Two national league titles came in 1987-88 and 1988-89, British and Irish Lions followed in the footsteps of the great Ken Smith as Roger Baird toured in 1983 and John Jeffrey in 1989, while Alan Tait moved to a glittering rugby league career before returning to the union code and becoming a Lion too in 1997.
But for the club that also produced Scotland’s most-capped player, Ross Ford, it is the magic of their all-conquering sevens side of the 1980s which arguably elicits the most pride. They were the undisputed ‘kings of the sevens’ before such an actual official accolade was invented. Between 1978 and 1992 they had a remarkable run of seven wins and 13 finals at the fabled Melrose Sevens, which takes place for a 136th time at the abbreviated game’s Greenyards home today.
The last time the black-and-white hoops took the Ladies Cup back to Poynder Park was 30 years ago in 1989.
While football is very much of the big, hard school of knocks cities that straddle, say, the Mersey, the Clyde, the Tyne or the Thames, small towns can have an impact in rugby that belie their size. Welsh mining villages, rustic French outposts, English market towns and, here in Scotland, the sleepy southern settlements along the Tweed which have produced some of the most nuggety characters in the nation’s sporting story.
To continue the aquatic theme, few of those come bigger than Jeffrey, the ‘White Shark’, 40-times capped 1990 Grand Slam hero, who starred in a number of Kelso’s triumphs during that golden run.
He told The Scotsman that his Melrose winners’ medals remain some of the most-prized possessions from a glittering career and that getting in the Kelso VII of that period was, in some ways, tougher than earning his first Scotland cap, which came in 1984. “I remember the first time I got put in the seven I was taking the place of Jim Hewitt [now Kelso president] who was a great sevens player and absolutely fuming that I’d been picked ahead of him,” recalled the 60-year-old.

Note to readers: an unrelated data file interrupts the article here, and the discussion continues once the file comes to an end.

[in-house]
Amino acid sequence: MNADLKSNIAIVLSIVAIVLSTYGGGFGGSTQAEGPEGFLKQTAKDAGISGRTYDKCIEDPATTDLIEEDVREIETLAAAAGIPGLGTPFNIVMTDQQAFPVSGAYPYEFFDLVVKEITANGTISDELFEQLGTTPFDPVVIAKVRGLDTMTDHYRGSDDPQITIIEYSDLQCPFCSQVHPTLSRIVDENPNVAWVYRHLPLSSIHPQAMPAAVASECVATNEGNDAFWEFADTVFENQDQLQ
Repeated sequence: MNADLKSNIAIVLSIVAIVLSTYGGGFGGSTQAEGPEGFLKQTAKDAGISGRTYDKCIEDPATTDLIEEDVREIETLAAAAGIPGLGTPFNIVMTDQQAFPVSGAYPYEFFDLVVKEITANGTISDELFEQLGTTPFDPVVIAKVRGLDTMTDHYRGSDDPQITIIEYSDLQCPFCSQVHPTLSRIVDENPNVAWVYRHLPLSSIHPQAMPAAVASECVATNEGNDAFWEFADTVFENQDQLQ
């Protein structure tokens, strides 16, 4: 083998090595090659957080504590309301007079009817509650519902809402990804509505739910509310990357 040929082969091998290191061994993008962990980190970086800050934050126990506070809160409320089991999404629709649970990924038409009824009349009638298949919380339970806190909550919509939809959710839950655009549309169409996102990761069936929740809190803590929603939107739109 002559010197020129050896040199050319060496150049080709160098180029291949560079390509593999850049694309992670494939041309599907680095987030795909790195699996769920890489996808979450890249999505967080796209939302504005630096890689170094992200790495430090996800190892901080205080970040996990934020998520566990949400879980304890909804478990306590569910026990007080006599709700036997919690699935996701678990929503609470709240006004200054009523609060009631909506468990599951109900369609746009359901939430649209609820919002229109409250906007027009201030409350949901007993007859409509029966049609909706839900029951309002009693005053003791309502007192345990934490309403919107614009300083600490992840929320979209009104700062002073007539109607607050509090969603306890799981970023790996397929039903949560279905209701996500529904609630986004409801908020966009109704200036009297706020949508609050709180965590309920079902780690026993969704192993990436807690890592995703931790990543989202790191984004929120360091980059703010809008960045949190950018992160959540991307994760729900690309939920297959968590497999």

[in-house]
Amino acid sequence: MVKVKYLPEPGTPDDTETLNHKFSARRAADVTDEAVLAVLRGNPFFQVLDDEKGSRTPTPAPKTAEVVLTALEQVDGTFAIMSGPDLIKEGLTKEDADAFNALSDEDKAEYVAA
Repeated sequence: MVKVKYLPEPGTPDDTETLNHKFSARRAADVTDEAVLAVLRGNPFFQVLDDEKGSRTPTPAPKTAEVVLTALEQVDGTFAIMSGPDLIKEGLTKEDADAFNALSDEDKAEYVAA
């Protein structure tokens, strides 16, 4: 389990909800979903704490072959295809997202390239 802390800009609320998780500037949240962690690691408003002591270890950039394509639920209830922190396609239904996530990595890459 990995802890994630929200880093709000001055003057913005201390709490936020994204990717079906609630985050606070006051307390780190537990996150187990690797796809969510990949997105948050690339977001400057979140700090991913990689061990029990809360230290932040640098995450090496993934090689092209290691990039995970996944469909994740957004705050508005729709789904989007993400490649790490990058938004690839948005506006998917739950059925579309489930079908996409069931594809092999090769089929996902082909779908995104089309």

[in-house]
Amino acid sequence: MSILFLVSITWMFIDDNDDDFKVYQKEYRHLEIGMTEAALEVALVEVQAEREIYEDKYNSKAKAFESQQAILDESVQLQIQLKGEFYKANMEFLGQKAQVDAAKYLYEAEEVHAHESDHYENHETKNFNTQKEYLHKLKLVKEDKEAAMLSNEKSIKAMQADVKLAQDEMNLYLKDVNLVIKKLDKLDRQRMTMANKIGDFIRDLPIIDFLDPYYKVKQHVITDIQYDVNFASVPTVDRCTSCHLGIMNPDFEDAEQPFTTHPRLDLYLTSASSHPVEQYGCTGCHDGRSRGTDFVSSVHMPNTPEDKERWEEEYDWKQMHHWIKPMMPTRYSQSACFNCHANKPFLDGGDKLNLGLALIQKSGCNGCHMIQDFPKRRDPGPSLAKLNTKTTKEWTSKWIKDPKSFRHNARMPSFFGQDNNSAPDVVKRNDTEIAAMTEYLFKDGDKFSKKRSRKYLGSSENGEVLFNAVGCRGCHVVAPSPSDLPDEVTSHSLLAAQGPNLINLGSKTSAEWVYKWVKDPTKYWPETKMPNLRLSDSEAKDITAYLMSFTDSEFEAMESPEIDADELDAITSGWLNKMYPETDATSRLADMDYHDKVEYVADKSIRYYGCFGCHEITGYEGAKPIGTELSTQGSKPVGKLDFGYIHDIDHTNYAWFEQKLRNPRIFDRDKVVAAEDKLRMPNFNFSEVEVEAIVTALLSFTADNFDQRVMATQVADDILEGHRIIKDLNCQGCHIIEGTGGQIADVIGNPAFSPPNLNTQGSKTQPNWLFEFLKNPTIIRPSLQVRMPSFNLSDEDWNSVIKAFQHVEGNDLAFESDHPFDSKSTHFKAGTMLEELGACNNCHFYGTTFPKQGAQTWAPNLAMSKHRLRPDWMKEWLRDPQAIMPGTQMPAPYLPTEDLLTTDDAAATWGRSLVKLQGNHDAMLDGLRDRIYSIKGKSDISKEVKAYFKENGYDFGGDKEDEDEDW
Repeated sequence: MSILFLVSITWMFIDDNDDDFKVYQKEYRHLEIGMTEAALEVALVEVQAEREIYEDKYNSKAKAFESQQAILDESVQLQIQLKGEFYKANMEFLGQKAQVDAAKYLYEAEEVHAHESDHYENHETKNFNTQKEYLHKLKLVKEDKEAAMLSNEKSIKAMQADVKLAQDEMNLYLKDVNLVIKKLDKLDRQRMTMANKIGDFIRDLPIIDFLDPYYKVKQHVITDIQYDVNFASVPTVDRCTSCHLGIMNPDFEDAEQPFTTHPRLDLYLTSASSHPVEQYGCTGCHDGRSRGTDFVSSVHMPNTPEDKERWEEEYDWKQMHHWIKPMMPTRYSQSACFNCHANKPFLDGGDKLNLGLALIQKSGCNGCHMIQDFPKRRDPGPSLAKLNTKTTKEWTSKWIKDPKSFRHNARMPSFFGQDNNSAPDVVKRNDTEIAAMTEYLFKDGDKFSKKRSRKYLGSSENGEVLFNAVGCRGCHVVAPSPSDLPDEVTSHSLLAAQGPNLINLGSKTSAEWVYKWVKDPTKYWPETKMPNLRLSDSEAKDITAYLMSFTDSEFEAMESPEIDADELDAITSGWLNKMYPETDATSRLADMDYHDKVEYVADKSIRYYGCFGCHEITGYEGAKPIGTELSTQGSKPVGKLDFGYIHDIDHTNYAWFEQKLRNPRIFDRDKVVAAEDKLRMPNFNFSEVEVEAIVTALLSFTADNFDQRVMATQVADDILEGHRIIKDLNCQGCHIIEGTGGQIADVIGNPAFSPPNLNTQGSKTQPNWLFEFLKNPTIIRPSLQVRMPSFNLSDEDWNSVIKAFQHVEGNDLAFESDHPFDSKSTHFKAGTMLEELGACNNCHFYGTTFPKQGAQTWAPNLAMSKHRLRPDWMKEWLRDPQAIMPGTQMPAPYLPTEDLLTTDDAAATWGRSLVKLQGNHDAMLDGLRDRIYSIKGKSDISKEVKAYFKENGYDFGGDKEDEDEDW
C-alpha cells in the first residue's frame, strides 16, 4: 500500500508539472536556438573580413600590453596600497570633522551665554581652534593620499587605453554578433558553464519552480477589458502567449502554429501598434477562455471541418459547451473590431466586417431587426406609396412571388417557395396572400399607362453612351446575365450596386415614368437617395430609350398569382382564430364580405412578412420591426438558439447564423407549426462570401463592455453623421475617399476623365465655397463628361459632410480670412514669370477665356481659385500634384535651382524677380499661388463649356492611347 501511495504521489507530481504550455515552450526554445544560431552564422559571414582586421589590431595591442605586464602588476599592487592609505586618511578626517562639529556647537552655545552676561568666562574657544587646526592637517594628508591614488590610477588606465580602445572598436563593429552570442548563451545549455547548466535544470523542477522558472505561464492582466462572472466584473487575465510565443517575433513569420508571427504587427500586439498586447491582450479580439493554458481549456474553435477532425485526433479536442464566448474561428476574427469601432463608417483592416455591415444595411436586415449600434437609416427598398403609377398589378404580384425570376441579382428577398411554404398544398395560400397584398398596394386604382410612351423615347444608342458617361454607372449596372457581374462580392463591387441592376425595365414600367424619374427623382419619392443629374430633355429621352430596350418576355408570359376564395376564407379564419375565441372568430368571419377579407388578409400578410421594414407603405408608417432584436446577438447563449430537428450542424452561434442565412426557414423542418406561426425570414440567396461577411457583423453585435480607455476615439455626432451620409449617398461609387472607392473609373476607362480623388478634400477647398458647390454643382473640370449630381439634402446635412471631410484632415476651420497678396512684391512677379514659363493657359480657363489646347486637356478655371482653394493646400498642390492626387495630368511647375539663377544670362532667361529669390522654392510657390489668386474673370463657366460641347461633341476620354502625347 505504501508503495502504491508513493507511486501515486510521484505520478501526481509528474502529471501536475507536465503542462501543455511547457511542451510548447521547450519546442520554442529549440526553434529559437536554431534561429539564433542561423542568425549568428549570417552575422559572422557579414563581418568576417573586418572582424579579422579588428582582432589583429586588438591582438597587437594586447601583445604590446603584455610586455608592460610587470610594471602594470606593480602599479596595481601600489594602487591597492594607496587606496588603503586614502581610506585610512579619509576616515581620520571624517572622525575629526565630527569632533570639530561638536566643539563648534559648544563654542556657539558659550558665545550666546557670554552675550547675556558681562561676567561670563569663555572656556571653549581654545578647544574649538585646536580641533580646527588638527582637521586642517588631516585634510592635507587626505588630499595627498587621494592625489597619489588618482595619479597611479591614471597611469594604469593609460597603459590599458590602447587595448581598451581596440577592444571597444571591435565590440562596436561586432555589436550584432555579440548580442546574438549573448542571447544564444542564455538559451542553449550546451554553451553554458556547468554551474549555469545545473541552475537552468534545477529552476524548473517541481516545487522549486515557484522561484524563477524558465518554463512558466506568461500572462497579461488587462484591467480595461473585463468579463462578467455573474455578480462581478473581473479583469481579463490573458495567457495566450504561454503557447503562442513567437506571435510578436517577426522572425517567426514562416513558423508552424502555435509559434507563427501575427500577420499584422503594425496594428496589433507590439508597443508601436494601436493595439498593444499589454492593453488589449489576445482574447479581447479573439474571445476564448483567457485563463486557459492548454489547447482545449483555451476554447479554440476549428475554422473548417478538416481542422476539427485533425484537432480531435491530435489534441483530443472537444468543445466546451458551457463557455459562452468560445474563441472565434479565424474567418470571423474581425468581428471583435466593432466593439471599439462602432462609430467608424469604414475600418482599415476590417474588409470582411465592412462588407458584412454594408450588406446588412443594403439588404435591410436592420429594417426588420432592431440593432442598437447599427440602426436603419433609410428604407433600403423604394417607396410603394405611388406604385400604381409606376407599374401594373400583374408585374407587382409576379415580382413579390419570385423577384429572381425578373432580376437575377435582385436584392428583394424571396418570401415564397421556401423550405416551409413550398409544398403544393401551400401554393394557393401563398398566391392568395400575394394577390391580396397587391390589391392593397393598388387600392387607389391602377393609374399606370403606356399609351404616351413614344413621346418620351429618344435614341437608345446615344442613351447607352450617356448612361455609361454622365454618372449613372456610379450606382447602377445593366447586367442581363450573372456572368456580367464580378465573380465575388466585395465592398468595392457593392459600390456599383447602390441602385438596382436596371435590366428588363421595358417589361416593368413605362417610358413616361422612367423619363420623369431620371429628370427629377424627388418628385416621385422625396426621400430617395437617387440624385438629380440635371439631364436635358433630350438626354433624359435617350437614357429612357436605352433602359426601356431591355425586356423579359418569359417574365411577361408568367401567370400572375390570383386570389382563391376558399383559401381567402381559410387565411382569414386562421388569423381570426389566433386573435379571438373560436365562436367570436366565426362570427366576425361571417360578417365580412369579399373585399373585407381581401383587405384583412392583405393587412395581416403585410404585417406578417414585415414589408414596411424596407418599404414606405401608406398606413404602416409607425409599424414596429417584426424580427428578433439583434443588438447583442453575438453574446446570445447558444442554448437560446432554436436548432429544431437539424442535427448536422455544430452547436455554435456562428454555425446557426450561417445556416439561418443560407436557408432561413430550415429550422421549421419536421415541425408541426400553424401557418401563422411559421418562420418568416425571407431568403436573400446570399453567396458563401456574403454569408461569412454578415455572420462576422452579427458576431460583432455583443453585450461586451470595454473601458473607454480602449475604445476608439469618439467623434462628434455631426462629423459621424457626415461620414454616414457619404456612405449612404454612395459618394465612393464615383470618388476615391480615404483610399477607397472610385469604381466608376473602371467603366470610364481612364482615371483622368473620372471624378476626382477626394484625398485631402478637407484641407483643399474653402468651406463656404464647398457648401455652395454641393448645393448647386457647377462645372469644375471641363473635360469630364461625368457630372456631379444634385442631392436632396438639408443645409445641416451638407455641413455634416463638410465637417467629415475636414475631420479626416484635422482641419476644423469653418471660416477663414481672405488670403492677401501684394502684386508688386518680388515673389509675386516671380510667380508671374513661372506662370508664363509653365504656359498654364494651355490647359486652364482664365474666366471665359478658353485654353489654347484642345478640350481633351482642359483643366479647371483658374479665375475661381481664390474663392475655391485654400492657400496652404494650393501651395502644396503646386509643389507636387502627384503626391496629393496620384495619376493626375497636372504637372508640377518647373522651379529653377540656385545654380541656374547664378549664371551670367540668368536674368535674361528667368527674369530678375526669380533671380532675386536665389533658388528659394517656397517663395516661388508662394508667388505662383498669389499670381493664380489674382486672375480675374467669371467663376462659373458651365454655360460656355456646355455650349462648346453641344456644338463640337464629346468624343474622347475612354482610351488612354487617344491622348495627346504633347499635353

“I remember at training the kick went up, I was under it and Jim came clattering through. It was a case of ‘just because you play for Scotland now doesn’t mean you get my place in the Seven you young upstart!’”
Those sevens training sessions in the late-season stick vividly in Jeffrey’s mind. “You would get huge crowds at Poynder Park on the Thursday before Melrose just to watch us train,” he said. “I think most were there to see if we were in decent enough nick to pile on us at the bookies.” After 1978, any such on-the-nose wagers would reap a return in 1980, 1984, 1985, 1986, 1988 and 1989.
Kelso’s stars of the day were the likes of Baird, Jeffrey, Tait, Gary Callander, Eric Paxton and Andrew Ker before the likes of Adam Roxburgh, Graeme Aitchison and Stewart Bennet emerged at the end of the 80s and into the 90s. The dawn of the new decade saw the character of the Melrose Sevens change as star guest teams began to dominate, starting with the David Campese-led Randwick side from Australia in 1990.
Hosts Melrose, defending champions Watsonians and a few Scottish pro outfits have kept the title of Melrose Sevens winners in Scotland since but the days when the ‘sports’ were, essentially, a friendly afternoon-long settling of long-running Border feuds are long gone.
“Yes it has changed,” said Jeffrey. “And I know some of the smaller amateur clubs like your Langholms got peed off. From having one guest side every year it went to two, then four, then more. The smaller clubs would start in the preliminary round and then find themselves up against a Campese!”
Jeffrey looks back on the 1986 win with most fondness, when Kelso beat a star-studded Racing Club of Paris in the final. “That was a great tournament and we also beat a Wasps team in the semi-finals who had some England boys like Mark Bailey.
“At the time our big rivals were Hawick but also Stewart’s Melville, who had a great seven [they won Melrose in 1979 and the prestigious Middlesex Sevens at Twickenham in 1982] with the Calder brothers [Finlay and Jim], Dougie Morgan, Alex Brewster…”
Jeffrey worries that Scotland doesn’t make the most of being the cradle of a form of the game, famously invented by Ned Haig in 1883, which is growing around the globe. “It’s an Olympic sport now,” said the former flanker.
“For me the cut-off for the 15-a-side game should be 31 March then sevens to end and start the new season. It’s a great form of the game. I loved the freedom, the enjoyment. And I was in a winning team, which is always enjoyable. It’s a great way for players to build up fitness. Even the props!”